AKC Canine Good Citizen

28February 2011

The American Kennel Club (AKC) developed the Canine Good Citizen award as an entry-level certification program.  The Canine Good Citizen (CGC) was developed to reward dogs who have good manners within the community, as well as at home.  Passing this 10-step test will gain you and your dog a certificate from the AKC.  Developed in 1989, the Canine Good Citizen test is often used as a screening process for therapy dogs, and is also used by animal control and police for dealing with problem dogs.  The CGC certification is made up of two main components:
1) Teaching responsible dog ownership
2) Certifying dogs that have been trained and are well-balanced, well-behaved members of their community.

Dogs of any breed or age are eligible for the test (provided they have all their vaccinations).  To participate, owners are required to sign the “Responsible Dog Owner’s Pledge.”  The CGC test is designed to evaluate the behavior of the dog in everyday situations, and is always held in a non-competitive, relaxed atmosphere.  Use of treats or training equipment and harsh corrections are not allowed during the CGC test.  To pass the AKC Canine Good Citizen test and receive your certificate, you must pass all 10 components.

Many local trainers or facilities offer the test at a small fee.
To find a place near you, visit the American Kennel Club.

10 Test Components:
Dogs may be tested by their owner or a handler.

1)  Accepting a Friendly Stranger.  The dog must allow a stranger to approach the owner and engage in friendly conversation.  The dog must not exhibit any sign shyness, nor break his position to greet the person.

2)  Sitting Politely for Petting.  The dog must allow a friendly stranger to touch him.  While sitting at the owner’s side, the dog must allow a friendly stranger to touch him without showing shyness.

3)  Appearance & Grooming.  The dog must allow the evaluator (or helper) to groom and examine him.  The dog must appear to be in a healthy condition, and hold his position during the examination.  This component was added because dogs must be comfortable will all kinds of people touching them, such as:  veterinarians, groomers, boarding staff and friend’s of the owner.

4)  Out for a Walk (Walking on a Loose Lead).  A path will be presented for the handler to walk with the dog.  The path will include:  at least one stop, a right and left turn, and an about turn.  The dog should be obviously paying attention and closely following the lead of the handler.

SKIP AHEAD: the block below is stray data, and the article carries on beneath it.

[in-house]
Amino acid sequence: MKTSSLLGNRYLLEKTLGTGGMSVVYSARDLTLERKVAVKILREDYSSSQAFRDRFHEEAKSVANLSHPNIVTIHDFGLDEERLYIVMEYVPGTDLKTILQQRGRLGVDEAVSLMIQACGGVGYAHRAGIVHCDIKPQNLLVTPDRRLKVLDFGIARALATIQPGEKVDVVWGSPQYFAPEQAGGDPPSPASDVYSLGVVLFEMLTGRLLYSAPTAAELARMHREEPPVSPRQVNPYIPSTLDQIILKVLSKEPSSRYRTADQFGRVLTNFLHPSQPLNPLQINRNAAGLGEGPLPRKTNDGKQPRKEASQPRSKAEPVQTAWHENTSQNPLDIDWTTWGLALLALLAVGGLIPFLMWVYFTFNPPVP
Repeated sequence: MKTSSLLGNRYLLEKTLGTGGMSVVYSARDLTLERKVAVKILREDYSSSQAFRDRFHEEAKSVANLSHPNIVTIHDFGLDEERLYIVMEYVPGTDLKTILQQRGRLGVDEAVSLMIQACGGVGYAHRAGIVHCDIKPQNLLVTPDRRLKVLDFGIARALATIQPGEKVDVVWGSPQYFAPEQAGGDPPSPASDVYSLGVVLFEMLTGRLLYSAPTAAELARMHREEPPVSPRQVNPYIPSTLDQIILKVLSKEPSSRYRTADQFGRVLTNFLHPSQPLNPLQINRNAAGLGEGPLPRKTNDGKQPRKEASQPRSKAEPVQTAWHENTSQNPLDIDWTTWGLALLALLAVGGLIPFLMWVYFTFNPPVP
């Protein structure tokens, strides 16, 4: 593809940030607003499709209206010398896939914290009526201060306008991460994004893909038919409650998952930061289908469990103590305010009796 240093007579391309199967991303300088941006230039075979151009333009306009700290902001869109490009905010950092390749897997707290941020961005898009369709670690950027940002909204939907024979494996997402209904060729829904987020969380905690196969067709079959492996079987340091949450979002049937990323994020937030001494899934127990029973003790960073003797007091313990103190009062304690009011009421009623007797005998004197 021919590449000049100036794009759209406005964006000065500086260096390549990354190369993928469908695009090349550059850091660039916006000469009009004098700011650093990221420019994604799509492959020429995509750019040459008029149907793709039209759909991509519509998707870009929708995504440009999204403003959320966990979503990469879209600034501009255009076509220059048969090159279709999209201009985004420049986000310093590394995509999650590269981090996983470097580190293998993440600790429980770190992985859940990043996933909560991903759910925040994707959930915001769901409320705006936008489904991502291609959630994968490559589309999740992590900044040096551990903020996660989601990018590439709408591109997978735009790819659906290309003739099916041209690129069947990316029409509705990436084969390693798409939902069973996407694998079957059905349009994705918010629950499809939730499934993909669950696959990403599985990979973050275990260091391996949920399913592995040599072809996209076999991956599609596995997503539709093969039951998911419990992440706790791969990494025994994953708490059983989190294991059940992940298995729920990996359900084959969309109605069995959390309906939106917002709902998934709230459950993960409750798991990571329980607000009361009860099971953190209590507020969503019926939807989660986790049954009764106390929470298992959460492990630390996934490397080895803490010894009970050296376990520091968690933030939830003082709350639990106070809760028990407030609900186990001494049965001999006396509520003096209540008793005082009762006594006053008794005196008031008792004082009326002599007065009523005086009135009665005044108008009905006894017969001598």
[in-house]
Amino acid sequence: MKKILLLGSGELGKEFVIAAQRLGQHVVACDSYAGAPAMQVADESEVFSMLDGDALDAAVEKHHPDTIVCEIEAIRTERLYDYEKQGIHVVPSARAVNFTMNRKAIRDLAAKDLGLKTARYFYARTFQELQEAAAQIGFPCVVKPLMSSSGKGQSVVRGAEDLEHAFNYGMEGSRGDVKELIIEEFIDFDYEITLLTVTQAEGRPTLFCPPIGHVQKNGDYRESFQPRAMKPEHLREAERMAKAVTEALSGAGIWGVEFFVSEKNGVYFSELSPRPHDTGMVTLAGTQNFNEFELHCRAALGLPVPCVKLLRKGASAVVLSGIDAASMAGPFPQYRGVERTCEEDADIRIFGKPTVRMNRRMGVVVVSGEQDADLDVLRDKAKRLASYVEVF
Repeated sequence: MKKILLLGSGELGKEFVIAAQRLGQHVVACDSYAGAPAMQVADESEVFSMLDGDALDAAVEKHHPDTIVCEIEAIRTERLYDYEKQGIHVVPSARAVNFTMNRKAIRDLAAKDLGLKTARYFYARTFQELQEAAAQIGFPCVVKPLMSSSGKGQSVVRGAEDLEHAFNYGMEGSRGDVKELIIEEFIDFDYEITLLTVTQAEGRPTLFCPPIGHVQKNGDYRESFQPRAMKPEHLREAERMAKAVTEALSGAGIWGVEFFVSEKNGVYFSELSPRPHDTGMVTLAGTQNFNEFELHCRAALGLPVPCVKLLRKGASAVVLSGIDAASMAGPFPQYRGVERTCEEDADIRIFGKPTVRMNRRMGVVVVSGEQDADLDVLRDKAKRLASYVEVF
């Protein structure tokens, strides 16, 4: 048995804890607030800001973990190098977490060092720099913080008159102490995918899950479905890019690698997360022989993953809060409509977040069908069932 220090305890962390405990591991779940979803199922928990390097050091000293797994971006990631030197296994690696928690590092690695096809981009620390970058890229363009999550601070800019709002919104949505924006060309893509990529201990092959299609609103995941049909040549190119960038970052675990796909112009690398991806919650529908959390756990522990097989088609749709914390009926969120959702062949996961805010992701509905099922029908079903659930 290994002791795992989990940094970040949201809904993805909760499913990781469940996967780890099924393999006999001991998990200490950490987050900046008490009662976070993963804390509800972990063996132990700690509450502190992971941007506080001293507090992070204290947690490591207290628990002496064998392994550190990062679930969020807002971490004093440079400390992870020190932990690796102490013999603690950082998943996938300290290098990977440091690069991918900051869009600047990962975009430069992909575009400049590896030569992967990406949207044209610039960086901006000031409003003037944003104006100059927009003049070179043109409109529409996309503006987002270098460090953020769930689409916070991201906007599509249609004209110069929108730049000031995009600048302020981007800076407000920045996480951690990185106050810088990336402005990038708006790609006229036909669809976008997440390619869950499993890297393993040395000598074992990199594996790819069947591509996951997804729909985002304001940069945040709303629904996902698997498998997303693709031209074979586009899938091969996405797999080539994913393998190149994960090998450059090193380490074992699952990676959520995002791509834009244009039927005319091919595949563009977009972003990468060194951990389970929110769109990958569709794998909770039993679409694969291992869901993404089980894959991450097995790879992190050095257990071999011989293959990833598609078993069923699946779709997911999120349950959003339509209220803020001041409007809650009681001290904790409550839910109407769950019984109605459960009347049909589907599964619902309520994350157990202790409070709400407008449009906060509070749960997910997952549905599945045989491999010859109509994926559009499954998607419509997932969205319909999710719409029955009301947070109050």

5)  Walking through a Crowd.  This part of the test will demonstrate that the dog is under control and capable of politely moving through a crowd.  The dog should not jump or pull on the leash to get to members of the crowd.  The dog must walk with the owner without showing over-interest in anything else.

6)  Sit & Down on Command/ Staying in Place.  This test will demonstrate that the dog has been trained, and will respond to the owner’s commands.  The dog must first sit and down on command.  Next the owner will leave the dog in either position and have the dog stay while moving several feet away.  The dog must remain in position until released.

7)  Come when Called.  The owner will walk away from the dog 10 feet and stop, then turn to face the dog and call the dog.  The dog must go directly to the owner without detour.

8)  Reaction to another Dog.  This will demonstrate that the dog can behave and act politely around other dogs.  Starting from a distance of 20 feet apart, two handlers will walk towards each other, stop, shake hands, and then continue on.

9)  Reaction to Distraction.  This will demonstrate that the dog is confident when faced with every-day distractions.  The Evaluator will select and present two different distractions.  These can be things being dropped to make a loud noise, or people moving quickly by (biking or running).  They dog is allowed to appeared startled by must not panic, show aggression, bark, or try to get away.

10)  Supervised Separation.  The owner will go out of the dog’s sight for three minutes.  During this time the dog must not wine, bark, pace, or show any kind of nervousness.  The dog must remain with the evaluator, but is not required to stay in any specific position during this time (sit, down, etc).